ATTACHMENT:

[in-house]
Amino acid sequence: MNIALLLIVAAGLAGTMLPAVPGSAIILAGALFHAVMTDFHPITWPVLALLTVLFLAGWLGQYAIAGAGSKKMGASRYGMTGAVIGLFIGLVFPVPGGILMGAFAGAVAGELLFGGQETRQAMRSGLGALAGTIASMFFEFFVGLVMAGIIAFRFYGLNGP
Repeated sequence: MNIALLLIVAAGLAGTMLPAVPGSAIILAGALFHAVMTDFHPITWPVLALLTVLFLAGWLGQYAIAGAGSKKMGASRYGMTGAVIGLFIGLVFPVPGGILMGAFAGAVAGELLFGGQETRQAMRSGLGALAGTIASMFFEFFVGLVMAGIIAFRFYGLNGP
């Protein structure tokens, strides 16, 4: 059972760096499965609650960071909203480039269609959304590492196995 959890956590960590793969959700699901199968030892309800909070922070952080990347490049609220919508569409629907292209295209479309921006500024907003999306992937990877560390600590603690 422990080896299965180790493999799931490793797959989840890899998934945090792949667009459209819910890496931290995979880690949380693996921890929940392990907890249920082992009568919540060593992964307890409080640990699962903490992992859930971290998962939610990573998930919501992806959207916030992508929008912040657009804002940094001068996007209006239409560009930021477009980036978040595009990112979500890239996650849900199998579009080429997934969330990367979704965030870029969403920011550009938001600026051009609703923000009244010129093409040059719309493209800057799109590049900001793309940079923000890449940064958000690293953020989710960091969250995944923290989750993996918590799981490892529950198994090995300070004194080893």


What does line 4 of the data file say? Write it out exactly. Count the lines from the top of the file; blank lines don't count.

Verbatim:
């Protein structure tokens, strides 16, 4: 059972760096499965609650960071909203480039269609959304590492196995 959890956590960590793969959700699901199968030892309800909070922070952080990347490049609220919508569409629907292209295209479309921006500024907003999306992937990877560390600590603690 422990080896299965180790493999799931490793797959989840890899998934945090792949667009459209819910890496931290995979880690949380693996921890929940392990907890249920082992009568919540060593992964307890409080640990699962903490992992859930971290998962939610990573998930919501992806959207916030992508929008912040657009804002940094001068996007209006239409560009930021477009980036978040595009990112979500890239996650849900199998579009080429997934969330990367979704965030870029969403920011550009938001600026051009609703923000009244010129093409040059719309493209800057799109590049900001793309940079923000890449940064958000690293953020989710960091969250995944923290989750993996918590799981490892529950198994090995300070004194080893």